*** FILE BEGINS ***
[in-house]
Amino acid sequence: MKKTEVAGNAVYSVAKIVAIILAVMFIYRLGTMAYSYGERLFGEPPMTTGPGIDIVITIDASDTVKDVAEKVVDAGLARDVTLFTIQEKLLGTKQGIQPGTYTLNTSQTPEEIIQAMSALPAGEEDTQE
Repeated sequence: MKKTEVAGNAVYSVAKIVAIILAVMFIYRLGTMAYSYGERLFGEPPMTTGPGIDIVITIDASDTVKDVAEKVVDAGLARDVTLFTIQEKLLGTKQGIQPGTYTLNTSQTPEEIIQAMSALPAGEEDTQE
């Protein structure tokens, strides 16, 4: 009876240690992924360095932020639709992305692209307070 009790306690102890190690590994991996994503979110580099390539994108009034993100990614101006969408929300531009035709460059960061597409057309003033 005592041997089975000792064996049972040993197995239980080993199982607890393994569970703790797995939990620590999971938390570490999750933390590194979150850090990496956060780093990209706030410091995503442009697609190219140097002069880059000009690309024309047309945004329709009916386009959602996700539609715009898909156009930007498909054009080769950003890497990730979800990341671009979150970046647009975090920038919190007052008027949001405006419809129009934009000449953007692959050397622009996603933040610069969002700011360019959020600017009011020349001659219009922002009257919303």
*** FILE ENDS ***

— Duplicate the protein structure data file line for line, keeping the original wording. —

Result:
[in-house]
Amino acid sequence: MKKTEVAGNAVYSVAKIVAIILAVMFIYRLGTMAYSYGERLFGEPPMTTGPGIDIVITIDASDTVKDVAEKVVDAGLARDVTLFTIQEKLLGTKQGIQPGTYTLNTSQTPEEIIQAMSALPAGEEDTQE
Repeated sequence: MKKTEVAGNAVYSVAKIVAIILAVMFIYRLGTMAYSYGERLFGEPPMTTGPGIDIVITIDASDTVKDVAEKVVDAGLARDVTLFTIQEKLLGTKQGIQPGTYTLNTSQTPEEIIQAMSALPAGEEDTQE
């Protein structure tokens, strides 16, 4: 009876240690992924360095932020639709992305692209307070 009790306690102890190690590994991996994503979110580099390539994108009034993100990614101006969408929300531009035709460059960061597409057309003033 005592041997089975000792064996049972040993197995239980080993199982607890393994569970703790797995939990620590999971938390570490999750933390590194979150850090990496956060780093990209706030410091995503442009697609190219140097002069880059000009690309024309047309945004329709009916386009959602996700539609715009898909156009930007498909054009080769950003890497990730979800990341671009979150970046647009975090920038919190007052008027949001405006419809129009934009000449953007692959050397622009996603933040610069969002700011360019959020600017009011020349001659219009922002009257919303």